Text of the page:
Journal of Library Administration 53(1) (2013): 10–26.
This paper surveys the current locations of digital humanities work, presents a cultural informatics model of libraries and the digital humanities, and situaties digital humanities work within the user-centered paradigm of library and information science.
with Joan E. Beaudoin (Wayne State) and Maximilian Schich (UT-Dallas)
Visual Resources Association 2013 Annual Conference
April 4, 2013
From pointing to network linkages to identifying trends and outliers, current data visualization tools can also offer unique ways to examine information recorded about cultural materials. This session will provide several presentations on data visualization.
Visualization and infographics are widely discussed today, both inside of the academy and in the public at large. But despite its popularity and potential impact, “infovis” has rarely been considered in an ethical light. This work examines the groundwork of infovis ethics and considers several ways in which visualization could give rise to obligations to or for certain groups.
with Amanda Favia
This is the first in a series of bibliometric studies focusing on the literature of bioethics from 1970 to 2010. This poster places special emphasis on authors’ degree(s), revealing which educational backgrounds are most prominent in the literature, as well as patterns of scholarly communication between disciplines.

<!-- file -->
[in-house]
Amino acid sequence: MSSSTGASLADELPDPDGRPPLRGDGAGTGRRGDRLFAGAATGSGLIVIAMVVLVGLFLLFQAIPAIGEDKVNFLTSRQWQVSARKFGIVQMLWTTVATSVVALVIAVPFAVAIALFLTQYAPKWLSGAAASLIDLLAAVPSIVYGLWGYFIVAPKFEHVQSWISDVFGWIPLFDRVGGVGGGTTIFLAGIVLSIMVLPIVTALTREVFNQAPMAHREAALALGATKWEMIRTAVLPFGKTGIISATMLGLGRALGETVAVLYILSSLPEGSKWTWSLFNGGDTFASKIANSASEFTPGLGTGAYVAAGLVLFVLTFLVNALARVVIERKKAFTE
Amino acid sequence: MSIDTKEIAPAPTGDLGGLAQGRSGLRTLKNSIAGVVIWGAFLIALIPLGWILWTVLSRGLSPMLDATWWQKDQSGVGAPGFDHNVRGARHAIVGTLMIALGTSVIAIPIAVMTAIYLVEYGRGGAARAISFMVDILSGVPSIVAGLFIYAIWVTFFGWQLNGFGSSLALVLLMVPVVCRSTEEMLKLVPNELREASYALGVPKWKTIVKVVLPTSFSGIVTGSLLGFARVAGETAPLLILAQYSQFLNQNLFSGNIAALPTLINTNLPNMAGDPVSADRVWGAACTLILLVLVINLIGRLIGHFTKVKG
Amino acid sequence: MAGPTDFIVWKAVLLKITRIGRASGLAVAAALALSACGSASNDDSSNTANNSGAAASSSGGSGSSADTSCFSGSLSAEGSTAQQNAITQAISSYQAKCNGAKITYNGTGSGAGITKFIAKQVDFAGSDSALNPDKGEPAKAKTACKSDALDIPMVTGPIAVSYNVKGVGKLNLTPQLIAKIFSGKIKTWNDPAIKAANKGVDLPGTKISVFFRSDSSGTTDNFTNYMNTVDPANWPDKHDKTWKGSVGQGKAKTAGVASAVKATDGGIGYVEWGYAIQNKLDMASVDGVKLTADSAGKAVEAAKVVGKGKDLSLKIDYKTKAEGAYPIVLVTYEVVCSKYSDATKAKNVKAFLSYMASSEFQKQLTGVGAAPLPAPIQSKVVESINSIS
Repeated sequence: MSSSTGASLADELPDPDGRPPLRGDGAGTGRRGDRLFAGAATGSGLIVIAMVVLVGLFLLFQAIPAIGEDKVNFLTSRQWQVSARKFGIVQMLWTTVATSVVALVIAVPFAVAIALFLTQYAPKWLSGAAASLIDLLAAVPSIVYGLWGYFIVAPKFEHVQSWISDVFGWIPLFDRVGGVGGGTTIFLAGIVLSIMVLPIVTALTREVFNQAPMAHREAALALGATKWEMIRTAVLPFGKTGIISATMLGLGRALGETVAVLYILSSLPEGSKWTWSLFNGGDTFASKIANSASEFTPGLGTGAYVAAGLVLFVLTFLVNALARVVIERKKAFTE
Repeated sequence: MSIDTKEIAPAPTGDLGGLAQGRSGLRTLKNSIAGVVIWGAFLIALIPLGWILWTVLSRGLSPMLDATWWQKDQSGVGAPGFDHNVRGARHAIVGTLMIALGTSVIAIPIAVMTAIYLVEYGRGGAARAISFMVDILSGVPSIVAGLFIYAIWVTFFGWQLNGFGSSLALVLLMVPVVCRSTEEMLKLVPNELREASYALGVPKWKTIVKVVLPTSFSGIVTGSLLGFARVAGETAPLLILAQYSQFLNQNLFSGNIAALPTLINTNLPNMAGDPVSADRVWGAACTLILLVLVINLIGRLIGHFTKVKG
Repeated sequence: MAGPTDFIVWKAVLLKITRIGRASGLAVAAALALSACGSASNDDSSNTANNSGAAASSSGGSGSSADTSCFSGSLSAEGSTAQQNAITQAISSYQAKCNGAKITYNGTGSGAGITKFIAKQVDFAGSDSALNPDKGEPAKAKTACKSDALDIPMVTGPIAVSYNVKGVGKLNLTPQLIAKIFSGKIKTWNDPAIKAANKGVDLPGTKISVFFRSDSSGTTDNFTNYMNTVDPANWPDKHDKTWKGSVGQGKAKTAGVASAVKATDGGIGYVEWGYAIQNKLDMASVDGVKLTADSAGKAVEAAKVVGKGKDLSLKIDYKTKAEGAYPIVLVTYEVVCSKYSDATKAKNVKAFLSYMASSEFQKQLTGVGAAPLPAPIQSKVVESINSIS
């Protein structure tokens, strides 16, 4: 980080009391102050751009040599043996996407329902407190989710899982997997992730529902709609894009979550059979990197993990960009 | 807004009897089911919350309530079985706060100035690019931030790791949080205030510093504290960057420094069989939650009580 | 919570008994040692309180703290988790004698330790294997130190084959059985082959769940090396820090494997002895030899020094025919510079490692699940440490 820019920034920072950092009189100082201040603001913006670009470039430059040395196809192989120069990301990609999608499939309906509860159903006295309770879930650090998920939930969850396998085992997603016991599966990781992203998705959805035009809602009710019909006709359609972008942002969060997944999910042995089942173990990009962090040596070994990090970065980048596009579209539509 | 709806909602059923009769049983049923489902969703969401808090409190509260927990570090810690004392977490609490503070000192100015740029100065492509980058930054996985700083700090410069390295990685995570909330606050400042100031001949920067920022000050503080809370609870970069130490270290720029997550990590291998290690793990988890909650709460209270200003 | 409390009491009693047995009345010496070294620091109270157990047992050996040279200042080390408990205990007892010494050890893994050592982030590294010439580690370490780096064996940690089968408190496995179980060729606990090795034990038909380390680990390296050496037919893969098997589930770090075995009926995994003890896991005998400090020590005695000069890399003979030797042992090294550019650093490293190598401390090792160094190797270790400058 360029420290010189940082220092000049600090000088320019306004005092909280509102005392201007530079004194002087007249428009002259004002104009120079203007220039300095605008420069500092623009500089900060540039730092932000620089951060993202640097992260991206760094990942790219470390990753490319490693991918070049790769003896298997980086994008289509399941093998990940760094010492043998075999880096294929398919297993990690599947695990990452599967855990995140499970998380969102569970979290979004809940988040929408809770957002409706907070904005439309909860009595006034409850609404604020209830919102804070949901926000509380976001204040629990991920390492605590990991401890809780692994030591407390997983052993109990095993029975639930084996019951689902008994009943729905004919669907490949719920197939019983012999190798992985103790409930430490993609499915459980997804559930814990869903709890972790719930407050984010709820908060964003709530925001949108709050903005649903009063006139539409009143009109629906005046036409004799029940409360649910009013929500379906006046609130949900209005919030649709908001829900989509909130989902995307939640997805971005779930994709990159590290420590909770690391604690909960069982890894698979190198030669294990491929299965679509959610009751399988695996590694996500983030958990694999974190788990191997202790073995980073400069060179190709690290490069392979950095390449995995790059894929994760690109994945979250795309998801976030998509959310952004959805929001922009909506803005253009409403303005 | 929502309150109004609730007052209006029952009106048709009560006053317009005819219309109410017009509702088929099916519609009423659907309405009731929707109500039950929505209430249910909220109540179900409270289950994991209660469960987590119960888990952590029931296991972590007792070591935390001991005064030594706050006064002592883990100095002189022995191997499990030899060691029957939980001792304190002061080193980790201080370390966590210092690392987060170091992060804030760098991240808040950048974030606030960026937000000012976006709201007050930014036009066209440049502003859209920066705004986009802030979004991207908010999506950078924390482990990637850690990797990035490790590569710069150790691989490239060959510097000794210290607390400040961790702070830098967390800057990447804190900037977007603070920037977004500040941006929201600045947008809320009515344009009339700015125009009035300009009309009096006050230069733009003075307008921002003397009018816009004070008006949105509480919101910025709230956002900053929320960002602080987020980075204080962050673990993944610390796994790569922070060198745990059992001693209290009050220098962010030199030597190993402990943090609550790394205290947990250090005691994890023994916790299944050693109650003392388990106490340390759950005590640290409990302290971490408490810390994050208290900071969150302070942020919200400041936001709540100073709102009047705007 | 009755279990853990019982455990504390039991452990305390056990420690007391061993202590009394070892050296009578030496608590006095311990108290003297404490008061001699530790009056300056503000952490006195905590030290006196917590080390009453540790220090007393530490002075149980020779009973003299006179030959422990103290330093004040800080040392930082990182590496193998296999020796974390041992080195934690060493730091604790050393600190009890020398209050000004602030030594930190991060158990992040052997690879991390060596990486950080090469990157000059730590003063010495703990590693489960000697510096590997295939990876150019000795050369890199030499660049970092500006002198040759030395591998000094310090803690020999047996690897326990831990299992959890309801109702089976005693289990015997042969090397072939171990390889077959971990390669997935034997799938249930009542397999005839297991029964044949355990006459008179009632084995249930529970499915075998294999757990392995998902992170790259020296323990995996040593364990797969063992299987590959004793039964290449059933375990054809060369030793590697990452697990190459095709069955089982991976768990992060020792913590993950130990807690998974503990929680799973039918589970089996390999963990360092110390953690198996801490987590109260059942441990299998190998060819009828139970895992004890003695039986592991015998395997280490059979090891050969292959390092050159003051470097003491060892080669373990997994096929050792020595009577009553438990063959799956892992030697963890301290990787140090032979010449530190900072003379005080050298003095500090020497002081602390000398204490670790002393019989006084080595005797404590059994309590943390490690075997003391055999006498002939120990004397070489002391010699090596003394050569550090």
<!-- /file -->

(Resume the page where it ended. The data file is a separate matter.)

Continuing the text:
Bulletin of the American Society for Information Science & Technology 38(4) (April/May 2012): 31–35
This article addresses the study of social connections among humanists. The first section reviews previous studies of the structure of the humanities, particularly bibliometrics, and notes the limitations of this approach. The second section discusses several studies that support greater consideration of social connections in the humanities as well as data sources from which such connections may be gathered. The final two sections address the prospects for visualizing these connections, most notably in the form of network graphs, and speculate on the larger significance of this social analysis, both for the humanities and for the academy in general.
Journal of Interactive Technology and Pedagogy 1 (2012)
Macroscopes are tools for viewing what is too large, complex, or dynamic to perceive with the naked eye. This paper examines the use and history of macroscopy in philosophy to represent ideas, trends, and other aspects of the field. Particular emphasis is given to the growing Phylo project, which combines data, user collaboration, and visual analytics to advance the study of philosophy.
EVA London 2012
July 10 –12, 2012
British Computer Society, Covent Garden, London
Maps, diagrams, illustrations, and other visual materials have long been part of cultural institutions. As visual materials become increasingly centered on quantitative data, the need for more adequate visual representations grows. This paper explores five ways in which information visualization (infovis) can enrich the visual culture of libraries, museums, and the academy: (1) linked data, (2) macroscopic perspective; (3) extending working memory and amplifying cognition, (4) eliminating biases, and (5) more ethical and inclusive representations.